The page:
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Getting In Touch With Our Feelings: Men vs.Women

I have written about how men are often out of touch with their needs, wants and feelings, and how this underlies taking entitled positions as well as other problems they may experience in relationships. Initially in counseling, they may have a great deal of denial about the significance or even the existence of traumatic experiences in their life, especially when they were very young, even infants.

If a man is willing to consider even the possibility of unresolved childhood trauma but can not feel it, he may be willing to hear me when I share with him that I am feeling his pain in a conversation we are having. He may be willing for me to reflect his pain back to him, thereby validating the importance of his getting in touch with his packed away feelings as an opening into his heart.

man and woman embracingWomen often do this unconsciously for men that they love, but since they do it unconsciously, they may not insist that a man then feel his own pain, and instead take his unresolved stuff on as their responsibility to feel and to manage for him. A man may then stay unconscious and continue to act out his painful feelings and early trauma in ways that are destructive to himself and others.

The bottom line here is that we may compassionately feel another’s pain and unconscious feelings, but we can not do their work for them. Paraphrasing something Carl Jung once said: “Enlightenment is not just about basking in the light. It’s about making the dark conscious.”

By John Mariner,
Licensed Clinical Social Worker

The Key Component to a Successful Professional Working Relationship

It has been over forty years now that Mary Simon, Howie Lambert and I have been working together. In 1973, I joined Mary and Howie at Gilpin House, a community mental health center that was an outreach of Denver General Hospital. We formed strong bonds in the ensuing years that would lead to our forming Enrichment Resources and later, with Roz Cantrell, The Relationship Resource Center, a wonderful coming together of therapists and clients.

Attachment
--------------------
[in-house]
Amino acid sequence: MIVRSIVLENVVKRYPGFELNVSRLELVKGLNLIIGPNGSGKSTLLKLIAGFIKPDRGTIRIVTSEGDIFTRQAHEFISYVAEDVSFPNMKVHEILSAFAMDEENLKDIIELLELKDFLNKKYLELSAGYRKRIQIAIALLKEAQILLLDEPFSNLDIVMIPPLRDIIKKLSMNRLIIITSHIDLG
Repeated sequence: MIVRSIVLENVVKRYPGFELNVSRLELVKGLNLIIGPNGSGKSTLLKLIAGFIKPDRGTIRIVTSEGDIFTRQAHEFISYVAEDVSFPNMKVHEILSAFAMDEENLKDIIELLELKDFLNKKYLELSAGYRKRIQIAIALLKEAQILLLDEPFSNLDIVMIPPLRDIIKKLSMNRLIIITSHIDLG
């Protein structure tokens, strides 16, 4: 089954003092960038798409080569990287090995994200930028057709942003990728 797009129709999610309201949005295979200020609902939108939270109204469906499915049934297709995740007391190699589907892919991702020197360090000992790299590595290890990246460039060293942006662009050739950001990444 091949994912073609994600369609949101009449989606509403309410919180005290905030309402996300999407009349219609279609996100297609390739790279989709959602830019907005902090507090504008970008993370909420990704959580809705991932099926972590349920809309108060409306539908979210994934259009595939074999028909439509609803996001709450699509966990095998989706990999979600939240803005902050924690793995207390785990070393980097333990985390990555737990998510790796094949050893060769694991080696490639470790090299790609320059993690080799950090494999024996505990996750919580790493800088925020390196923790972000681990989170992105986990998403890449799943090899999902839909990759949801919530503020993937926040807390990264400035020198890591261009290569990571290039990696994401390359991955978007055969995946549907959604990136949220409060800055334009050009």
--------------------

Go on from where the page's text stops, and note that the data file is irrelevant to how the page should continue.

joined handsI think the core psychotherapists have stayed deeply connected with one another for so long, longer indeed than most marriages, in part because we are committed to telling the truth with love to one another on an ongoing basis. This is the essential condition for evolutionary or integral love to grow. What integral love means is that we work to transcend and include personal love and invite and give feedback to one another to recognize, integrate, and move beyond our ego and personality structures.

This demands that we challenge each other to delve even deeper than what our ongoing commitment to professional growth and development requires. The nearest equivalent I know is the Buddhist “sangha,” although we do not come together in any specifically religious context. Our connection at its deepest level might be called psychospiritual in nature, and we work to support our own evolution, as well as the others that we come in contact with, in our lives and in our practice.

The Relationship Resource Center is an amazing place to live and work. I am deeply grateful for what we have created and delighted to be part of its ongoing evolution. The wonderful and challenging practice of what I am calling integral love demands that we continue to grow and show up more and more in our lives. It is immensely helpful to have a context like RRC that supports this essential development in each of us.

By John Mariner,
Licensed Clinical Social Worker

Nurture First, Then Work is Essential

The Protestant Ethic is strong on work before play. Get your work and tasks done first, and then relax if there is any time left.

Much that is useful has come from following this maxim, and there are times when work must precede more pleasurable activities.

Unfortunately the ethic itself is based on the belief that people are inherently lazy, and unless they drive themselves or are driven by someone else, they will succumb to their lower nature or some such gobbledygook. Also, there frequently isn’t any time left when all the work is done.

While it is important to learn how to delay gratification, this works best if it is a conscious process on the part of the individual rather than a rule that is bound up with fear and survival energy.

nurturing environmentMy own experience is that when I am well nurtured in mind, body and spirit, I work at my best. Enough sleep, healthy food, exercise and a meditative or journaling practice seem to be important for my optimal functioning at whatever work I need or choose to do.

If work before play is sometimes necessary, self-nurturing before work is often essential if we are wanting to move beyond a strongly entrenched survival ethic that frequently took a dim view of human nature.

By John Mariner,
Licensed Clinical Social Worker

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